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"Two Kinds" by: Amy Tan Literary Analysis

By Edited Jun 16, 2016 1 1

Forgiving your Enemy

“Two Kinds,” is a story that is the perfect illustration of taking Lamott’s advise. This one story entails a killing, domination and lastly a healing. With the following factors, it is what makes this story so loveable and excellent all in one.

In “Two Kinds,” Amy Tan tells the story of a mother and daughter. The mother in this story told her daughter “you can be best anything.” Her belief was you could be anything you wanted to be in America. She truly believed this was so and was determined to make that true through her daughter.

On the other hand Ni kan (her daughter) at first just simply wanted to make her mother happy and believed she would be whatever her mom said she would become or in other words, be “perfect.”

This mother daughter relationship revolved around whatever Ni kan would become, always with her mother’s persistence leading the way. How she would raise her daughter’s hopes up for only failure to follow. It began with her becoming a prodigy of Shirley Temple to her becoming a renowned pianist making her mother proud and proving her one idea of what America had to offer.

The killing in this story began with the mother placing an idea in her daughter’s head of her being a prodigy; all the while her daughter was becoming impatient. As the two spent night after night together with the mother reading incredible stories of other children and testing her daughter the more and more disappointment came from the two of them. The mother’s disappointment came from her daughter failing each time. Her daughter’s disappointment came from the faces her mother gave her of disappointment. In this part of the story she is being killed by her mother who at the time is the domination over her and now a new girl is being born replacing the one that was killed.

This new-born girl has more power and is angrier than the girl she once was. As he mother begins to force her practice the piano for a recital the more and more this new girl shows her face. At first still wanting to make her mother happy, but in the end after she fails, she becomes the domination. This domination is of her finally standing up to her mother in yes a very ugly way, almost out of frustration to only let her see she can only be who she was and not what she wanted her to be. Thus taking away the domination her mother once held over her.

The mother’s domination was pushing her beliefs on her daughter. Making her truly believe she could be good at anything. The mother may have thought she was being a good and loving mother thinking about her daughter’s future and wanting only the best for her, but she could not see that the whole time she was really dominating her daughter’s dreams and future.

Near the end of this story the mother is killed spiritually by her daughter’s words of wishing she were one of the daughters her mother left in China. This not just killed her spiritually, but it killed her one belief she had about America. Although he mother might have been killed spiritually it was the beginning of her healing.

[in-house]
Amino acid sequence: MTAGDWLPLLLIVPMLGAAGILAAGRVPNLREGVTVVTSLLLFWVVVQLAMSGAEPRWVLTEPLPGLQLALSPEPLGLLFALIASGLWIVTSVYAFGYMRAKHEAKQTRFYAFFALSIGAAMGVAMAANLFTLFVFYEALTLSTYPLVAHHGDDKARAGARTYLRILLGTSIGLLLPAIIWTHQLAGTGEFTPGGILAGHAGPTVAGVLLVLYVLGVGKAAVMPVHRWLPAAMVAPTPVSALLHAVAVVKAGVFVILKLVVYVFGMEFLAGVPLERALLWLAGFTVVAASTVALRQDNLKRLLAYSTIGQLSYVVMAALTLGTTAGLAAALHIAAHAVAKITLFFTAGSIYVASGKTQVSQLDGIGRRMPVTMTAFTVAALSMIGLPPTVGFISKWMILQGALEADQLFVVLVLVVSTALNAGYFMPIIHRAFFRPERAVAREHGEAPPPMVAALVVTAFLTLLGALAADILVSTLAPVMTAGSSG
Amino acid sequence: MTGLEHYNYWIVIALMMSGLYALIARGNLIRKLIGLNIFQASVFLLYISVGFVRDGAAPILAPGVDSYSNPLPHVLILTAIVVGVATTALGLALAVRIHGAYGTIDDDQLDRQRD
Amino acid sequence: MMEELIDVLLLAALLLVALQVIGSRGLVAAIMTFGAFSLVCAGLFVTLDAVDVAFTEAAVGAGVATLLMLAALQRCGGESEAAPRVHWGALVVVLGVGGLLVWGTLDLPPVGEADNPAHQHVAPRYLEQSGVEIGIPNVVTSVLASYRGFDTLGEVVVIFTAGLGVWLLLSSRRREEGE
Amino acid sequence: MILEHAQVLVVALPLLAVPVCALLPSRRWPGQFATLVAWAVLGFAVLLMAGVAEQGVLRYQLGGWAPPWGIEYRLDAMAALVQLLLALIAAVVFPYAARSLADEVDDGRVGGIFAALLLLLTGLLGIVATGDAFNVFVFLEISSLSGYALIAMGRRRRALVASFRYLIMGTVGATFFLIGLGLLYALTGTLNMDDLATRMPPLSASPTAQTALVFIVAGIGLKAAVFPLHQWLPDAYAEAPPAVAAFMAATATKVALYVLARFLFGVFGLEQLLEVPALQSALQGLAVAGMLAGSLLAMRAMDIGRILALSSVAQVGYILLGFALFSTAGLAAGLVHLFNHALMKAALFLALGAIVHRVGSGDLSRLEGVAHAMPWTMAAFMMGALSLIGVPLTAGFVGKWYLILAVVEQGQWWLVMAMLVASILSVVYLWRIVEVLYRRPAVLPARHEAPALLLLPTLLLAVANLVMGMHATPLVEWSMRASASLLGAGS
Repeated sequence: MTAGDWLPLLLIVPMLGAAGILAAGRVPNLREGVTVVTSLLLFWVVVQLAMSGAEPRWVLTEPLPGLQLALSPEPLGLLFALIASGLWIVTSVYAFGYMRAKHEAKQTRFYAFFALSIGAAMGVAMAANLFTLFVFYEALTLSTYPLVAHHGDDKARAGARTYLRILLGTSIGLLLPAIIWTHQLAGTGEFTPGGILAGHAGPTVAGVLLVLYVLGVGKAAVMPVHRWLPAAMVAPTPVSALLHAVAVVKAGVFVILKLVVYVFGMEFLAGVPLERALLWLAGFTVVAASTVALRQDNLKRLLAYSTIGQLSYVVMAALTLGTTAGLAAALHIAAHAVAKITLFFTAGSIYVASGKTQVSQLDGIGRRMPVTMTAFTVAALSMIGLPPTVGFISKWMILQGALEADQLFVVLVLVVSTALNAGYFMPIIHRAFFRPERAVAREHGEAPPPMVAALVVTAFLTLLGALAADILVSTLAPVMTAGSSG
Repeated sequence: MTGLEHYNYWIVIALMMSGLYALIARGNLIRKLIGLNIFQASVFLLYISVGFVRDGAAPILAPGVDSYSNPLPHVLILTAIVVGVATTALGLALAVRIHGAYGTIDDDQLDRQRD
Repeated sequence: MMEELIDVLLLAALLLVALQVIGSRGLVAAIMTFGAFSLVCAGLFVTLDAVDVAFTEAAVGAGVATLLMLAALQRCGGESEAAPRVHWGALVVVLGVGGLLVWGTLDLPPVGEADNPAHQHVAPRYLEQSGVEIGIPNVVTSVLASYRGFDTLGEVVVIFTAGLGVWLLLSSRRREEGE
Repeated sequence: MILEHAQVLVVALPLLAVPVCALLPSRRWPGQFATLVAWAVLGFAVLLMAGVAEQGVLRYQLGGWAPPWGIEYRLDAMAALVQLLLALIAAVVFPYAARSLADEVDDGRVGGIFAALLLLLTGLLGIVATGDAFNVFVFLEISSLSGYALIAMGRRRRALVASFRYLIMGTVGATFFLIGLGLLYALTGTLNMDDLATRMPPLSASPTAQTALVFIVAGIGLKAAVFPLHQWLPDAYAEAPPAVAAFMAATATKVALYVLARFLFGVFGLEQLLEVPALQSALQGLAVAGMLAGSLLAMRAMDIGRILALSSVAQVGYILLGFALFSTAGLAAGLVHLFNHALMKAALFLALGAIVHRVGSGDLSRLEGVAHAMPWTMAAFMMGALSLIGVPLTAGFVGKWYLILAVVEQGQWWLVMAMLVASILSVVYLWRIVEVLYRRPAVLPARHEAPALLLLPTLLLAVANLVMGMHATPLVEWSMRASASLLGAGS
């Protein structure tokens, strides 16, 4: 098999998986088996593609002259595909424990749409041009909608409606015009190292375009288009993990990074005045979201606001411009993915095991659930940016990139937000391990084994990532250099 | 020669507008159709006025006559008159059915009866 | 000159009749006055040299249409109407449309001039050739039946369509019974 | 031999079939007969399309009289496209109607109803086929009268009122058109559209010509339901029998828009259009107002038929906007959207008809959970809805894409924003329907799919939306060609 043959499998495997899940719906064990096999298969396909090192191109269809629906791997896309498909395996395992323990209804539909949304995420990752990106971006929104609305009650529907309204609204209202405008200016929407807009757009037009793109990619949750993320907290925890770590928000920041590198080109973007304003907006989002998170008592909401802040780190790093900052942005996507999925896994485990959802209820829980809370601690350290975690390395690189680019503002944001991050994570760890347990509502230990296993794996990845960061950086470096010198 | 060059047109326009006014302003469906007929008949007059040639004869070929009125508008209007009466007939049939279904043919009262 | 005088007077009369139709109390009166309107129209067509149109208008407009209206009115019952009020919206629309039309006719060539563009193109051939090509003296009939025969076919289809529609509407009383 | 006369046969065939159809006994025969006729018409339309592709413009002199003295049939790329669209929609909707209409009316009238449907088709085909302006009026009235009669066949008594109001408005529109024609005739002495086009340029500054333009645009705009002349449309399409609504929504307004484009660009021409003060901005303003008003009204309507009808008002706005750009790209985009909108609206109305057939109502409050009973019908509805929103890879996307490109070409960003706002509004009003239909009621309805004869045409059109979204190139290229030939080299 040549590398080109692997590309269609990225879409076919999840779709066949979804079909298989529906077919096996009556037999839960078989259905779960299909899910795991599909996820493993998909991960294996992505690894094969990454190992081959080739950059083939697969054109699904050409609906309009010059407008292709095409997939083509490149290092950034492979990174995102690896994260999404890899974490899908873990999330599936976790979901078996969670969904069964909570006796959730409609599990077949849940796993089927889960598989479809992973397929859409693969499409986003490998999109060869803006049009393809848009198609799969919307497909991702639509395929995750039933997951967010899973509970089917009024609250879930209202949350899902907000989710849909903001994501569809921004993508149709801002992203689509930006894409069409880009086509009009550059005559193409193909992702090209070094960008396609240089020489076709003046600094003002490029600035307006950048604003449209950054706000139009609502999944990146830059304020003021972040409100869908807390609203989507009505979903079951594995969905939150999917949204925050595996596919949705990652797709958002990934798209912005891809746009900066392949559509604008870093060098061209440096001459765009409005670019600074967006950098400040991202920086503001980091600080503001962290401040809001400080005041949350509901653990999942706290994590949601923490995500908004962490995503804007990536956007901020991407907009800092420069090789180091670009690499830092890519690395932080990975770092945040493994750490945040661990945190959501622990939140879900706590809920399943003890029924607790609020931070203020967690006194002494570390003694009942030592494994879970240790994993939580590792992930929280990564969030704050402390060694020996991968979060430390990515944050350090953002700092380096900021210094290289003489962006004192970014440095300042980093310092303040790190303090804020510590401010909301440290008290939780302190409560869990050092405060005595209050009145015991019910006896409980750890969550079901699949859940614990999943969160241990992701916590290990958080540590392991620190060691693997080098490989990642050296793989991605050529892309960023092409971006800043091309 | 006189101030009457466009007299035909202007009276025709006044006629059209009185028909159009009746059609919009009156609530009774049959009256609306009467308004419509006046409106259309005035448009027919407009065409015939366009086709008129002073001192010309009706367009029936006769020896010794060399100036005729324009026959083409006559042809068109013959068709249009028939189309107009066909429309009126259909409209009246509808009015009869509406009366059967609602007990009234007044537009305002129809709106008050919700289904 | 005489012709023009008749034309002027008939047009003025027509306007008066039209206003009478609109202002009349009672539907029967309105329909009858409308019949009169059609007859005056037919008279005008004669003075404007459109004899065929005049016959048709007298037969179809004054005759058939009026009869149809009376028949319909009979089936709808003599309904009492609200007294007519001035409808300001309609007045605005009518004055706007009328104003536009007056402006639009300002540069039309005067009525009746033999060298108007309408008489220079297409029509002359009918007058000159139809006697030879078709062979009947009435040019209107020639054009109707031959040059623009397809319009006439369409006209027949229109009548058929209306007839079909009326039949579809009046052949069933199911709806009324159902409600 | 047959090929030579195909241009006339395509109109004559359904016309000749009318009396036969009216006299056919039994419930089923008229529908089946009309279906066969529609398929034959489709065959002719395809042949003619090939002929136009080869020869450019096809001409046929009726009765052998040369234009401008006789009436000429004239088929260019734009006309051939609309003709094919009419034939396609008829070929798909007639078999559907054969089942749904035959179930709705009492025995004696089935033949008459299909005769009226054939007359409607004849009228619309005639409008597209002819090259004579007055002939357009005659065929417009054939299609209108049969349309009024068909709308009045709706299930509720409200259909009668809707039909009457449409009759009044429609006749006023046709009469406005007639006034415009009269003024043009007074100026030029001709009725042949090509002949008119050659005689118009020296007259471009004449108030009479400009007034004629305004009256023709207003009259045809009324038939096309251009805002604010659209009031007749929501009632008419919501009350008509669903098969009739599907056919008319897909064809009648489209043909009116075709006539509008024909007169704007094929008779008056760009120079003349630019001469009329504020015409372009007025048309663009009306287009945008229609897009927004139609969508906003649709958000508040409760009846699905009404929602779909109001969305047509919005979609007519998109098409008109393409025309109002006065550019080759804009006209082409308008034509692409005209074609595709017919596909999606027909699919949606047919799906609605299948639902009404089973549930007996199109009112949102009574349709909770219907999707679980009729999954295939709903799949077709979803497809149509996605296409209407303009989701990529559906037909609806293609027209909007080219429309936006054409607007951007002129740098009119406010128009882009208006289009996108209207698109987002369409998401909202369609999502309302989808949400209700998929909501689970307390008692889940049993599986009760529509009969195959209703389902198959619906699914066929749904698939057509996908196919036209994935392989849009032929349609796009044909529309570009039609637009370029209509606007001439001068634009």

Ni kan did not truly see how much she had been healed until she finally accepted the piano her mother once had to force her to play. It was as though being able to finally sit down and play the piece she once failed to play became a hurdle she longed to cross.

If this healing process was compared to the healing process in the story “killings,” the two are very different, but indeed a healing occurs. In the “killings” it was about revenge to be able to move on. Hurt and pain can cause a person to act outside their character at times. Revenge seems like the best way to handle some situations. Some may say while I’m miserable and in pain, the person that has hurt me is living a carefree happy life with no worries.

Domination occurred in this story in a way of the victim being controlled by their enemy, not so much of the characters act of revenge. When forgiveness is not present in ones heart then that person has control of you. One will always think on the situation, become bitter, think of ways to get them back and even cannot stand the sight of them so avoidance may occur.

So who in the end really won or succeeded as the dominator, killer and then healed in the end? It can go either way to the main character all of these events did evolve in their journey that started out as revenge.  It takes pain for all three to happen, and to make a good story that keeps the reader reading and enticed. In all the pain is the source to all.

While in “two kinds” going back to where the pain all started or playing the piano was how she healed. In both stories it takes different ways for the healings to come.

With all this said, Lamott’s advice is very relevant. If one really thinks about it, almost every story has a killing, domination and a healing. They just do not appear or happen the same way. A killing can occur physically, mentally or spiritually, same for domination or healing. With “Killings,” facing the terrible act and wanting revenge lead to this three step process. In this case “two kinds” reflects this advice all three occur at different time’s places and in more than one character, but in all it is was a story that entailed a cycle that starts with a killing and ends with a healing.

Amy Tan


Oct 15, 2012 1:29pm
You must be a literary expert. I love all your reviews. Thumbs up!
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